Since bootkit functionality allows the survival rate of malware to increase, it is reasonable to assume that the prevalence of such malware in the near future will grow. The latest example of this kind is the Gapz bootkit. It is well-studied and described by the ESET research team, however we’d like to add a couple of observations we made while analyzing the bootkit.
Gapz is known to be based on Power Loader – the latest dropper builder that uses lots of tricks to evade HIPS and inject the payload into one of the running processes on the target. The infection workflow is usually described as payload inject in explorer.exe using BaseNamedObjects. While this is a sophisticated and hard to detect technique it might fail sometimes. In that case the Gapz authors added an alternative infection workflow, which has not been studied yet:
The test al, al instruction checks the return value from the explorer-based injection. EAX register is set to 1 if the routine that corresponds to payload injection into explorer.exe succeeds. If not – the alternative infection routine is triggered:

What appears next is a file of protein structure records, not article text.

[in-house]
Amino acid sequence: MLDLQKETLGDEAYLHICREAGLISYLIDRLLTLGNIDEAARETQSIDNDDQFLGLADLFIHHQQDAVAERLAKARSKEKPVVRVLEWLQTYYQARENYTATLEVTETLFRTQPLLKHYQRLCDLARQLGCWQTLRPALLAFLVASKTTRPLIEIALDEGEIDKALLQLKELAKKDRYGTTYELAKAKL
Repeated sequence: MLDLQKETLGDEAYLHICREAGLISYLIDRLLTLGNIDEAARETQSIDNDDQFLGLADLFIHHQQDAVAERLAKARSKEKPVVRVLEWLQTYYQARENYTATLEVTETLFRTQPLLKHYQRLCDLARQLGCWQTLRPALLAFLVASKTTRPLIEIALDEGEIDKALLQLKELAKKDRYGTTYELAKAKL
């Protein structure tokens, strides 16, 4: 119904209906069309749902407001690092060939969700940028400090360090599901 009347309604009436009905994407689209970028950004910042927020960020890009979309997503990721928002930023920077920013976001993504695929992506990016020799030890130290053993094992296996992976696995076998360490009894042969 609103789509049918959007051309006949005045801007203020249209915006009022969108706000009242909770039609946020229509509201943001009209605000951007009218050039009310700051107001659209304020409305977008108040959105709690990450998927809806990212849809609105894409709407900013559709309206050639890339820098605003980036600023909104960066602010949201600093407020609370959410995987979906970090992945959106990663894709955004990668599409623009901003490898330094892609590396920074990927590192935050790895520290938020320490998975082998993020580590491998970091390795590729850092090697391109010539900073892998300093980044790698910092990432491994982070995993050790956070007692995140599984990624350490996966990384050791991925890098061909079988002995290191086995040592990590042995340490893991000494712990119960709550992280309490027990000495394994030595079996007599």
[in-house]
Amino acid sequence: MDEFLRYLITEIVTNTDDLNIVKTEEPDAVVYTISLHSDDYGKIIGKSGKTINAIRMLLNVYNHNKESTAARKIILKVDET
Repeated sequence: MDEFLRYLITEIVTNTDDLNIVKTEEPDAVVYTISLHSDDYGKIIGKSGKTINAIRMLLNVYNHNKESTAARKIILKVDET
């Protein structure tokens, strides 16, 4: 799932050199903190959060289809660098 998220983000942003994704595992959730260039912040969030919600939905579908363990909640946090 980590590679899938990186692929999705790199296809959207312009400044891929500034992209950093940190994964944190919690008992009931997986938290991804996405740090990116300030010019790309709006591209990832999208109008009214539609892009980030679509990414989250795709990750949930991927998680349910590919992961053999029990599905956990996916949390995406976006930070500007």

The Power Loader dropper maintains a bit array – a copy where it keeps track of any Host Intrusion Prevention Systems (HIPS) detected in the system. It checks with this bit array in order to choose which process to use for payload injection – cscript.exe or svchost.exe. The procedure for payload injection is the following:
- Create process (e.g. svchost.exe) in suspended state.
- Map the image of the created process.
- Write shellcode and required Win API functions addresses to the mapped image.
- Un-map the view of the code section in the target process.
- Map the modified section (containing the shellcode) to the target process.
- Resume the thread of the target process.
The shellcode used in this routine is the same as in the explorer-based injection.